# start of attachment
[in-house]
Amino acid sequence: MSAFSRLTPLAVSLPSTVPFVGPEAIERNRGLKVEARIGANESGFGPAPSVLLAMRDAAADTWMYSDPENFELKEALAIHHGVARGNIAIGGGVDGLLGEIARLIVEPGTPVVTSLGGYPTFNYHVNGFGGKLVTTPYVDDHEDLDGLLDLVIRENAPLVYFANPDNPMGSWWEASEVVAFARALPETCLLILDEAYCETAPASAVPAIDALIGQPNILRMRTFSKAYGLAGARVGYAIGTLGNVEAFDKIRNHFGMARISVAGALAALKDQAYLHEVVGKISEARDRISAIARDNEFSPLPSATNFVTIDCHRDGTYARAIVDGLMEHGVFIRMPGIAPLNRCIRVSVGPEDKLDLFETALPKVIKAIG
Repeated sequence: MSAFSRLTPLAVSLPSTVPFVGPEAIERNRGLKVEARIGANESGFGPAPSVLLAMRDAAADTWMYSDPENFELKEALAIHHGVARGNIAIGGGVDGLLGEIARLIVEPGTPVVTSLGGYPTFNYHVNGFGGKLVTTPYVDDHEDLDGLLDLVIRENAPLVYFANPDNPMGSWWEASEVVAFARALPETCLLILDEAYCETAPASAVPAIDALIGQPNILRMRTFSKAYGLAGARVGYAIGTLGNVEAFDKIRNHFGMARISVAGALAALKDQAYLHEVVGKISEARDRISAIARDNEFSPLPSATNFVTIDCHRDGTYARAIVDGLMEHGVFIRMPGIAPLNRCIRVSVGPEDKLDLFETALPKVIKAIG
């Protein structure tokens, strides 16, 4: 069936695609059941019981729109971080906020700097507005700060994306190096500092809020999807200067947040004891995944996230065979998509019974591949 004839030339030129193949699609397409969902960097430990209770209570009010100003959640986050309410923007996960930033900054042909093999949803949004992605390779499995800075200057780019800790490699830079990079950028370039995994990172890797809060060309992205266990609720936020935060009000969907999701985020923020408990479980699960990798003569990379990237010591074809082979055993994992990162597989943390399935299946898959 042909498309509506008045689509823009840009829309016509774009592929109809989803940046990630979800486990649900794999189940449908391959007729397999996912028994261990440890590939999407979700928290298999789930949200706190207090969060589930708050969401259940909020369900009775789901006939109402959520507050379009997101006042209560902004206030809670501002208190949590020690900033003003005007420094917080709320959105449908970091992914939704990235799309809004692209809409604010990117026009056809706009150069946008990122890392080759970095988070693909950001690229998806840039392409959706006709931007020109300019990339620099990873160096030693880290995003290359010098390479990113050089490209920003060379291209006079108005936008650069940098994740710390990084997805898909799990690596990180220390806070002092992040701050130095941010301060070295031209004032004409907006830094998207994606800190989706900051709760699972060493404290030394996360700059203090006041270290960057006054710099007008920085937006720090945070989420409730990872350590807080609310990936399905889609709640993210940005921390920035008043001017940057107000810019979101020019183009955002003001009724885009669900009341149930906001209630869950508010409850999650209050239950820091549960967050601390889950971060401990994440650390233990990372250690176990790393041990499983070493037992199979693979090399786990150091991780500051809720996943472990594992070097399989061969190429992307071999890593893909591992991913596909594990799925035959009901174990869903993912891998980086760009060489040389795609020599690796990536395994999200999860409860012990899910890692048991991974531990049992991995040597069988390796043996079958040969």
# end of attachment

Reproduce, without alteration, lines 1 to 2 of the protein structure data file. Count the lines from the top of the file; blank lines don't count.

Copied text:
[in-house]
Amino acid sequence: MSAFSRLTPLAVSLPSTVPFVGPEAIERNRGLKVEARIGANESGFGPAPSVLLAMRDAAADTWMYSDPENFELKEALAIHHGVARGNIAIGGGVDGLLGEIARLIVEPGTPVVTSLGGYPTFNYHVNGFGGKLVTTPYVDDHEDLDGLLDLVIRENAPLVYFANPDNPMGSWWEASEVVAFARALPETCLLILDEAYCETAPASAVPAIDALIGQPNILRMRTFSKAYGLAGARVGYAIGTLGNVEAFDKIRNHFGMARISVAGALAALKDQAYLHEVVGKISEARDRISAIARDNEFSPLPSATNFVTIDCHRDGTYARAIVDGLMEHGVFIRMPGIAPLNRCIRVSVGPEDKLDLFETALPKVIKAIG